Partial application is not Schönfinkeling

The wages of pedantry

Using unsafeInterleaveIO to Lift Haskell's Lazy Semantics Into a Toy Interpreter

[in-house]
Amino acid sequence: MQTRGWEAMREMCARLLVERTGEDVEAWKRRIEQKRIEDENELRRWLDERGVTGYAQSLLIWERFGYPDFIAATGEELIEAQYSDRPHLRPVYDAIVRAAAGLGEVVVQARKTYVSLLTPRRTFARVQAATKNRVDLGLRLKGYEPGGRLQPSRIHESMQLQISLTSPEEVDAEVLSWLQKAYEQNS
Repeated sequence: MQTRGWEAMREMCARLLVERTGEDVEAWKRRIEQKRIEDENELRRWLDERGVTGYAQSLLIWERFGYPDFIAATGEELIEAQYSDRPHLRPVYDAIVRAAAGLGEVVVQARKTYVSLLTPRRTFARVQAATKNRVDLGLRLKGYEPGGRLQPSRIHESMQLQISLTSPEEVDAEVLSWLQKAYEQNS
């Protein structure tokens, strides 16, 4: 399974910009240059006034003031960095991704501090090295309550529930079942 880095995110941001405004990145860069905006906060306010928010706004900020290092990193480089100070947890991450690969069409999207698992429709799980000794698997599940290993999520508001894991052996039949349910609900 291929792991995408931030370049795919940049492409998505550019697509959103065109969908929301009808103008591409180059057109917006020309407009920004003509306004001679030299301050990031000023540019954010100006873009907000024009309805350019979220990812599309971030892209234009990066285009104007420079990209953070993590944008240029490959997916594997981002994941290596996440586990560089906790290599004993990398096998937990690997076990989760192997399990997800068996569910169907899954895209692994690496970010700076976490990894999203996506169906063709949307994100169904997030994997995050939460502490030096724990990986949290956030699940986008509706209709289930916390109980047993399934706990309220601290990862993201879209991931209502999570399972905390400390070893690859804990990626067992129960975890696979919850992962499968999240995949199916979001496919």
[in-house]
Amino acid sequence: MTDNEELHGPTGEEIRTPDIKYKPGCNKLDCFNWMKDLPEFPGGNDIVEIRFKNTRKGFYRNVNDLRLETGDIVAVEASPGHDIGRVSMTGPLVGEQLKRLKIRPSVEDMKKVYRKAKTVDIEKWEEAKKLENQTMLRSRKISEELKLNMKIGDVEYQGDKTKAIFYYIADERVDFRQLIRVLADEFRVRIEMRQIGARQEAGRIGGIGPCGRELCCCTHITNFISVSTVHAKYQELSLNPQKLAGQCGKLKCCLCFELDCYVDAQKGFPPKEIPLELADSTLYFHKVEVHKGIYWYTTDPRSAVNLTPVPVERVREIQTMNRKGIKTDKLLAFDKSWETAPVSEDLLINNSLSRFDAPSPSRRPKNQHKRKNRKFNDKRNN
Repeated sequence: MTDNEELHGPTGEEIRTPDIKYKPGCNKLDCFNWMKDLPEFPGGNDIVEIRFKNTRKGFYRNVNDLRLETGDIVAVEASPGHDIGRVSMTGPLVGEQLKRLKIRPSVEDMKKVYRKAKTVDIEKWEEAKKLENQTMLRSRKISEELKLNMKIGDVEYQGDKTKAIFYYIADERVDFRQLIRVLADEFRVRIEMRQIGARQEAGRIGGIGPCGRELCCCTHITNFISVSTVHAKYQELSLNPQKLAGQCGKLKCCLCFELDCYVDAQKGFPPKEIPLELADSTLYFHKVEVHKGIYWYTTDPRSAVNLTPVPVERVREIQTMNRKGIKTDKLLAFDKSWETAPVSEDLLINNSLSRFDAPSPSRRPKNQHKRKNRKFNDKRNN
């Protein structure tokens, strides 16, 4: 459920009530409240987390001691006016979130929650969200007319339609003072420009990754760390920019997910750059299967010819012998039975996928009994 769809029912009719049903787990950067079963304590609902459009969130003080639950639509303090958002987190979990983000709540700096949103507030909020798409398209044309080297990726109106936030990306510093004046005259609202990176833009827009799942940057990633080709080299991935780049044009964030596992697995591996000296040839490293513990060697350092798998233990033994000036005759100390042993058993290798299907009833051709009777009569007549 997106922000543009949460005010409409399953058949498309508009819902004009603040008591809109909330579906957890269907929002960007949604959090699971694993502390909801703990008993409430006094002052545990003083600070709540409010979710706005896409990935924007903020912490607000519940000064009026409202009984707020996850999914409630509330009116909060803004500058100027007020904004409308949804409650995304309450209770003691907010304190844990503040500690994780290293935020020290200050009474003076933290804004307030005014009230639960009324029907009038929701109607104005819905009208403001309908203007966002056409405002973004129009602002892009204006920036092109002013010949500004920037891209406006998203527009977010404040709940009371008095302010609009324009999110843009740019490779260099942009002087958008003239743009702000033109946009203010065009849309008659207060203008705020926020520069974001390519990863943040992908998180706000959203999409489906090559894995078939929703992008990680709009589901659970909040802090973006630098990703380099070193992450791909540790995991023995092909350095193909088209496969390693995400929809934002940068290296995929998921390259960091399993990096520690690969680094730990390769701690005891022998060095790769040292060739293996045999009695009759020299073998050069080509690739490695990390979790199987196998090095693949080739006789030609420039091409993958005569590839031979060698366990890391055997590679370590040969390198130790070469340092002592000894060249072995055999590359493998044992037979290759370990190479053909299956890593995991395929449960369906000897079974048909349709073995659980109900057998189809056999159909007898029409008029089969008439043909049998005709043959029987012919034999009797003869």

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The main challenge of writing a lazy interpreter is sharing structure: in particular, making sure that an individual closure is not evaluated more than once. Obvious but tedious solutions in Haskell include using IORefs and monadic state. The interpreter below uses a completely different tactic: exploiting unsafeInterleaveIO. All function arguments are evaluated “right away”, but in the context of an unsafeInterleaveIO (so, in fact, they are actually not evaluated right away). With this hack, we get to write an interpreter which looks like an interpreter for a strict functional language, but actually behaves lazily (by lifting haskell’s own lazy semantics into our interpreter).